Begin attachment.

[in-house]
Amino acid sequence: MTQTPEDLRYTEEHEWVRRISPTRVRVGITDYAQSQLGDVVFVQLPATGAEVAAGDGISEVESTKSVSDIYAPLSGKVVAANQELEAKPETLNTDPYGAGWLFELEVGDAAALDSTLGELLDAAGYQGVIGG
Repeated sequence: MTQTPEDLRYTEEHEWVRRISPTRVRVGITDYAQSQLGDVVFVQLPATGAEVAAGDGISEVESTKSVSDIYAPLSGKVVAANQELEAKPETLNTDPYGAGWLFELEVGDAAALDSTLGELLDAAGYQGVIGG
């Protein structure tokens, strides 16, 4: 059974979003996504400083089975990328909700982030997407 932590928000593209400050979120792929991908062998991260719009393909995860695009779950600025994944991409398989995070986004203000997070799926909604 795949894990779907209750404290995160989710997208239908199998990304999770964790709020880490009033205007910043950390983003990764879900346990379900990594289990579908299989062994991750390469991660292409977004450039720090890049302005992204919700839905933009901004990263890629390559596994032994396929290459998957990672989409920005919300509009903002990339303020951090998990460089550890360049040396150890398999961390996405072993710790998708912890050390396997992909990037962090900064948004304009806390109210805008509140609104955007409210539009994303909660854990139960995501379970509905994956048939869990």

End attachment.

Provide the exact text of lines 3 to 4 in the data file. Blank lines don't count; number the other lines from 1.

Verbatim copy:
Repeated sequence: MTQTPEDLRYTEEHEWVRRISPTRVRVGITDYAQSQLGDVVFVQLPATGAEVAAGDGISEVESTKSVSDIYAPLSGKVVAANQELEAKPETLNTDPYGAGWLFELEVGDAAALDSTLGELLDAAGYQGVIGG
């Protein structure tokens, strides 16, 4: 059974979003996504400083089975990328909700982030997407 932590928000593209400050979120792929991908062998991260719009393909995860695009779950600025994944991409398989995070986004203000997070799926909604 795949894990779907209750404290995160989710997208239908199998990304999770964790709020880490009033205007910043950390983003990764879900346990379900990594289990579908299989062994991750390469991660292409977004450039720090890049302005992204919700839905933009901004990263890629390559596994032994396929290459998957990672989409920005919300509009903002990339303020951090998990460089550890360049040396150890398999961390996405072993710790998708912890050390396997992909990037962090900064948004304009806390109210805008509140609104955007409210539009994303909660854990139960995501379970509905994956048939869990």